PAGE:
Marijuana is known for its effects on the nervous system, particularly its ability to create a sense of euphoria and relaxation. Some doctors may even prescribe medical marijuana to patients with cancer, AIDS or HIV to help ease pain and stimulate appetite. But how does marijuana affect other parts of the body, such as the heart? While some studies have found little connection between marijuana use and cardiovascular disease, others have found links.
“Studies to better understand how marijuana affects the cardiovascular system are ongoing,” says Dr. Bryant Nguyen, a cardiologist affiliated with Sharp Grossmont Hospital. “As we see marijuana being legalized by more states across the country for both medicinal and recreational use, it makes it all the more important for clinicians and researchers to learn about how certain components found in marijuana affect the body.”
For instance, researchers have linked marijuana use to an increase in blood pressure, heart rate and chest pains during exercise. Recent studies have also found a connection between marijuana and heart-related conditions such as coronary artery disease and heart failure. Here is an overview of what else is known about marijuana use and cardiovascular conditions.
Certain chemicals in marijuana can directly impact the heart and blood vessels, which may increase the risk of heart attacks. According to researchers, daily marijuana use may increase heart attack risk by 1.5 to 3 percent. Marijuana may trigger these heart attacks by causing the coronary arteries to constrict, a condition known as coronary arterial vasospasm.
Scientists in France recently published findings after reviewing more than 800 medical studies and reports on marijuana. Of these reports, approximately 115 contained data on patients who used marijuana and experienced cardiovascular events. Most of the patients — who were male and in their early 30s — mainly experienced heart attack or stroke. Some of the data specifically showed a stronger association between marijuana use and ischemic stroke, which is caused by a blood clot that blocks blood flow to the brain.
Additionally, a 2016 study also demonstrated an association between stroke and marijuana use. Using data from the Nationwide Inpatient Sample, the largest inpatient database in the U.S., researchers focused on users and nonusers who were hospitalized for an acute ischemic stroke from 2004 to 2011. They found that among younger adults in their 20s and 30s — where marijuana use was more prevalent — recreational marijuana use was associated with a 17 percent increased likelihood of being hospitalized for acute ischemic stroke.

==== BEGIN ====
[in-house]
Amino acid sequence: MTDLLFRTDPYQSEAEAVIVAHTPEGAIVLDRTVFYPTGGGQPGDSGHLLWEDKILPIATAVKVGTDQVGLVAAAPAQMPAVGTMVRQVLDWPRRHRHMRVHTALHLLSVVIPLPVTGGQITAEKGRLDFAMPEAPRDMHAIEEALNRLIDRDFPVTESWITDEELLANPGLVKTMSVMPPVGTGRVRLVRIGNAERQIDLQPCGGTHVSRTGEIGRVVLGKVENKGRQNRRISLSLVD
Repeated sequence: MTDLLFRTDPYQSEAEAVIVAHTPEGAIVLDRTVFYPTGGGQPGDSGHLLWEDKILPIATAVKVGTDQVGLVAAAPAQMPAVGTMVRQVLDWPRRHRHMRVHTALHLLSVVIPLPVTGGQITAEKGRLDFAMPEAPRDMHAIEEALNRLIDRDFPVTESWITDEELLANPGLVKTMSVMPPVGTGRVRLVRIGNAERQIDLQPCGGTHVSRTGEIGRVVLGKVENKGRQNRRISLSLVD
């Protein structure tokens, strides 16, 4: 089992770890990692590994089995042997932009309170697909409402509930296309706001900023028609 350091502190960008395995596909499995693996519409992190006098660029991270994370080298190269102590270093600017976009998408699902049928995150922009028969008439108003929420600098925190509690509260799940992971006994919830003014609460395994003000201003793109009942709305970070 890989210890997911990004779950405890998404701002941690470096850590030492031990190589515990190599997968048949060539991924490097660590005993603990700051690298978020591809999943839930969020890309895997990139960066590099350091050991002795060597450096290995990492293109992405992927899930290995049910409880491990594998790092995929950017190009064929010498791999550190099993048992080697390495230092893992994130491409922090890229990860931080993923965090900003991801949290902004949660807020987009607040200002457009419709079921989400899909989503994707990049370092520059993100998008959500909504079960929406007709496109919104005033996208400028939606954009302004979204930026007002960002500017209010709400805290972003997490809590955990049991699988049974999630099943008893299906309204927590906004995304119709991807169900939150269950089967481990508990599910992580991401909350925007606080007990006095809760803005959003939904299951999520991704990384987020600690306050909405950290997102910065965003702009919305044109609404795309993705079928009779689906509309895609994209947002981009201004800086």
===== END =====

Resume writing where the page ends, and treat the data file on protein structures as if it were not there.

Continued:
Data from the Nationwide Inpatient Sample was also analyzed in a separate study where scientists found a link between marijuana and stress cardiomyopathy, also known as “broken heart syndrome” — the weakening of the heart muscle triggered by physical or emotional stress. Those who used marijuana were almost twice as likely to develop stress cardiomyopathy compared to nonusers. Again, marijuana users identified in the database were usually younger, male and had fewer risk factors for cardiovascular disease.
However, despite fewer cardiovascular risks and being younger, they were more prone, compared to nonusers, to go into cardiac arrest during stress cardiomyopathy. Based on these findings, the researchers suggest that those who use marijuana and develop chest pain or shortness of breath should see their doctor to rule out any heart problems.
“The medical community’s knowledge of the pros and cons of marijuana is limited, and there is still much to learn,” says Dr. Nguyen. “Whether you choose to consume marijuana for medical or recreational purposes, it’s important to be aware of any potential risks, pay careful attention to your body and discuss any unusual symptoms with a doctor.”
For the news media: To talk with Dr. Nguyen about the effects of marijuana on the heart, contact Erica Carlson, senior public relations specialist, at firstname.lastname@example.org.